First and second wave aircraft hit the various airfields located around the island. Zuikaku’s dive-bombers attacked Wheeler Field, where some 120 fighters were parked in neat rows. Thirty-three PBY patrol aircraft were present at Kaneohe Naval Air Station. Between Shokaku and Zuikaku fighters in the first wave and 18 level bombers from Shokaku in the second, 27 of the PBYs were destroyed, with the remaining six damaged. Ewa Mooring Mast Field was the home of Marine Air Group 21 with 49 aircraft. At the end of the raid, 33 of Ewa’s aircraft were damaged or destroyed.
Ford Island Naval Air Station was home to two patrol squadrons and many other miscellaneous aircraft. After the work of Shokaku dive-bombers and level bombers, aided by Kaga fighters, 33 aircraft were lost, including 19 PBY patrol planes. Hickam Field was a key target, as it was the principal bomber base on the island. At the beginning of the attack, 12 B-17s, 32 B-18s and 12 A-20s were lined up in rows. After the work of dive-bombers, fighters, and level bombers, five B-17s, seven B-18s and two A-20s were destroyed and another 19 damaged.
Despite a persistent myth to the contrary, the Japanese never seriously considered launching a third wave. Nagumo was content to withdraw as soon as he recovered his aircraft. By 1215hrs, the last aircraft was aboard. Heavy seas made the recovery challenging, and according to one Japanese source, as many as 20 aircraft were forced to ditch or were thrown overboard as a result of unrepairable battle damage or heavy landings.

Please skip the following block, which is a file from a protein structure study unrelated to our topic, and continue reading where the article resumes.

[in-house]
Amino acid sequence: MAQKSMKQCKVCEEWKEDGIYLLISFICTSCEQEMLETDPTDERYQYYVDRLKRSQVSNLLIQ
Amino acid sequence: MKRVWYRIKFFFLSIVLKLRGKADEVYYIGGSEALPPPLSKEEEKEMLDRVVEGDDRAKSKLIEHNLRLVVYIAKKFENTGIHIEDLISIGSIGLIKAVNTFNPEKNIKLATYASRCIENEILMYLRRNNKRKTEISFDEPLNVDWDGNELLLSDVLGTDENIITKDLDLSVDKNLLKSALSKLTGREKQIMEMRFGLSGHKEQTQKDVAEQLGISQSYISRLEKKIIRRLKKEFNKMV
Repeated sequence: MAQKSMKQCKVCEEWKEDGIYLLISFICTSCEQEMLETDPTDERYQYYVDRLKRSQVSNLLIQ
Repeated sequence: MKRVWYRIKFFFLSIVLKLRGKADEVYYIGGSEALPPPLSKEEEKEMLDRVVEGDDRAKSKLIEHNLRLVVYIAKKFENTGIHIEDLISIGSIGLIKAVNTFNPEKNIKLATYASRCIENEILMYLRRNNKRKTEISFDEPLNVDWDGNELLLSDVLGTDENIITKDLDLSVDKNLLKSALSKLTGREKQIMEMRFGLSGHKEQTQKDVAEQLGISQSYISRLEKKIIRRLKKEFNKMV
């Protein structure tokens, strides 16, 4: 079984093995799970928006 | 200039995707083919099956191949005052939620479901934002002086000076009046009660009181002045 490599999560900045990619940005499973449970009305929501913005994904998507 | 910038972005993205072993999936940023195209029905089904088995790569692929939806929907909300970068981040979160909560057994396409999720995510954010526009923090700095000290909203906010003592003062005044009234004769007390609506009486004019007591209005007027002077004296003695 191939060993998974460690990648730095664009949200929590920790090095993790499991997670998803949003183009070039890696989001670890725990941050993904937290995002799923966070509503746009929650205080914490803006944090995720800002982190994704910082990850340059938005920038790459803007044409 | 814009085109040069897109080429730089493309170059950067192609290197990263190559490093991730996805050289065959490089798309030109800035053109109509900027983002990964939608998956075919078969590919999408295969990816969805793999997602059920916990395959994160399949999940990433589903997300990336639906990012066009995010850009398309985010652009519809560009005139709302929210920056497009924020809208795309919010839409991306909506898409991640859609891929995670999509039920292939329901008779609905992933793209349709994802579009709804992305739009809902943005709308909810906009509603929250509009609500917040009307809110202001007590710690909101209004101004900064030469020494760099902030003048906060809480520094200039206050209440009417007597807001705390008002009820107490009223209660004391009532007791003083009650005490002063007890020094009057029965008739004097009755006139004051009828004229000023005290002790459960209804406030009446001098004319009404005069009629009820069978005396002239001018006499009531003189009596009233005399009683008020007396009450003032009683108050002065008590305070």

The Japanese raid on Pearl Harbor accounted for 18 American ships either sunk or damaged. Damage was concentrated on the eight battleships present. Of these, three returned to service in just weeks, one in 1943, two in 1944, and two (Arizona and Oklahoma) never returned to service. Since slow battleships were not useful in the kind of war the Pacific Fleet now faced, Yamamoto had failed to deal the Americans a knockout blow. When Yamamoto tried again to annihilate the Pacific Fleet off Midway Atoll in June, the supposedly crippled American Navy achieved a decisive victory against the Kido Butai just six months after Pearl Harbor. Strategically, the attack was a disaster for the Japanese. The attack galvanized American society and undermined any prospects of a negotiated peace.
You may aslo be interested in Pacific Carrier War, a detailed and comprehensive study of the carrier formations of the Pacific War, including their origins, development and key battles from the Coral Sea, through Midway and Guadalcanal to the battle of the Philippine Sea.